A grand opening was held June 15 to celebrate the completion of 90 apartments for seniors at a development called Sequoia Belle Haven, located at 1221 Willow Road in Menlo Park.
The new apartments were redeveloped on the site, where previously, 48 affordable units that were part of Menlo Park's Gateway Apartments were located. Those apartments were over 50 years old.
Eighty-six of the units are one-bedroom apartments and four are two-bedrooms. All are for low-income seniors who earn up to half of the area's median income, which, for a two-person household, is a maximum of $52,650.
"Our county's population of seniors is growing at an unprecedented rate," San Mateo County Supervisor Warren Slocum said in a press release. "Providing high quality housing that they can afford is critical."
Pauline Sibley, 70, is a retired woman who lived in the former Gateway apartments at the Willow Road site and now lives in a new Sequoia Belle Haven apartment. She has lived in Menlo Park for the past 40 years or so, and for most of her adult life, has worked in a variety of jobs, doing janitorial services at tech companies and working on an assembly line for a plastics manufacturer, at a laundromat and as a caregiver.
"Even while working full time," she said, "most of my jobs didn't pay enough to provide stable housing, and finding adequate housing was always a struggle."
When she moved into the Gateway apartments "quite a few years ago," she said, she came to appreciate the sense of community she found there. One man who lives there, she said, can't hear very well, so she acts as his ears.
"With Mr. Gregory – his left eye was gone and my right eye was gone so together we formed a full set of eyes!" she said.
"It's really a blessing for us as elders to feel like we have a safe, peaceful place – and that we're being appreciated for living this long! We feel relief here and the burden is off," she said.
Matthew Franklin, MidPen Housing president, said in a press release, "We've long had a vision for revitalizing this community, located in one of the Peninsula's hottest real estate markets. By replacing 48 obsolete homes and creating 42 brand new ones, we're creating a bulwark to protect residents from displacement."
More seniors in need
For every story like Ms. Sibley's, there are many others of seniors who struggle to find affordable, comfortable housing. MidPen Hosuing received 1,474 applications over a two-week application period for 53 available units, according to a Beth Fraker, spokesperson for the new apartments' developer and property manager, MidPen Housing Corp. The remaining units were claimed by returning tenants from the former apartments there and a manager.
In the months leading up to the application period, more than 1,700 people had added their names to the interest list, Ms. Fraker said.
During the selection process, at least eight people sent letters to the Menlo Park City Council and Housing Commission saying that they felt they had not been properly notified about the process to apply for the available affordable units.
One of those letters came from Mitchell Foreman, 64, and homeless, who, during an interview in April, told the Almanac he often resides in a van in a backyard in Menlo Park's Belle Haven neighborhood. He lives most of the time in Menlo Park, he said, but often journeys to neighboring cities that have more robust food-service programs.
At one point, about two years ago, he said, he stayed in a homeless shelter in Santa Clara County, and was recorded in a homeless registry there. He said he was worried he would be ineligible for the Menlo Park units because he was listed as living in a different county. "I had no idea they would put me in the system for homelessness in Santa Clara County," he said.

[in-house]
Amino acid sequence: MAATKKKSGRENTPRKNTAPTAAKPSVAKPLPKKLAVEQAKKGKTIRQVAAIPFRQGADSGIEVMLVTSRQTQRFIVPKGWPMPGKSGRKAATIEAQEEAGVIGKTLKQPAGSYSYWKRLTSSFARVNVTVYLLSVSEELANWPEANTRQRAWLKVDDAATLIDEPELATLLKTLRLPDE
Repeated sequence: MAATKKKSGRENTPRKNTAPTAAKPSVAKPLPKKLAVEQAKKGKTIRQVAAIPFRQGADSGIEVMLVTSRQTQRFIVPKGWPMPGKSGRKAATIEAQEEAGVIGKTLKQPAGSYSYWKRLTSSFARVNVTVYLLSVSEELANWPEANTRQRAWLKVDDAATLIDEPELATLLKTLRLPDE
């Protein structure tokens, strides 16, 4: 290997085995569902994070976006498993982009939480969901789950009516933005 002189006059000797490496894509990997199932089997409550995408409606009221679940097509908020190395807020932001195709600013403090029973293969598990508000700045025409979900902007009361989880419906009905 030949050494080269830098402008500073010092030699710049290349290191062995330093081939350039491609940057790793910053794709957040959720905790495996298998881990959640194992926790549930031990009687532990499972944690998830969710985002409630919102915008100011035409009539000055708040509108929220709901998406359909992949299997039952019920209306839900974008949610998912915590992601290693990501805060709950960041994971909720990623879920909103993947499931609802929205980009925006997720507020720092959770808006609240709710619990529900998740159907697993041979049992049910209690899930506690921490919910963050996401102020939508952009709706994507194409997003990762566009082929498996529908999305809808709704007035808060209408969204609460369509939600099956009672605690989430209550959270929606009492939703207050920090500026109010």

He said he's "getting kind of tired" and wants to get off the streets.
He is currently on the Sequoia Belle Haven waitlist, and has been referred to other MidPen Housing units he is eligible for, Ms. Fraker said.
MidPen Housing did extensive outreach for the program, she said. The agency mailed flyers to everyone on the interest list, contacted more than 63 organizations, including the Belle Haven Senior Center, local churches and nonprofits, put ads in local publications and emailed the marketing flyer to everyone on the city's below-market-rate housing interest list.
Tenants were selected via lottery, she said.
The project represents the completion of the first half of a plan to rebuild and expand the number of existing apartments at the 1200 and 1300 blocks of Willow Road, improving living conditions and increasing the number of people who can live there.
The apartments were built in 1960 and acquired by MidPen Housing in 1987. In 2013, the city of Menlo Park rezoned the area to allow a greater number of affordable apartments to be built.
The newly completed Sequoia Belle Haven has a fitness center, computer lab, a community room with a kitchen, and outdoor gathering spaces and courtyards.
The building is planned for LEED Platinum certification and has solar panels, high-efficiency windows, and drought-tolerant landscaping.
The $43 million project was funded with $5.1 million from the city of Menlo Park, about $1.7 million from San Mateo County's Department of Housing, a $25 million loan and $9.2 million permanent loan from Wells Fargo, $890,000 from the Federal Home Loan Bank of San Francisco and about $2.1 million from MidPen Housing Corp.
The second half of the project, to rebuild and expand the 1300 block of Willow Road for family apartments, is scheduled for discussion by the Menlo Park City Council during a study session on Tuesday, June 20. Even under the smallest configuration of 118 affordable units proposed, it would be the biggest affordable housing project ever built in Menlo Park, according to Meghan Revolinsky, Menlo Park management analyst.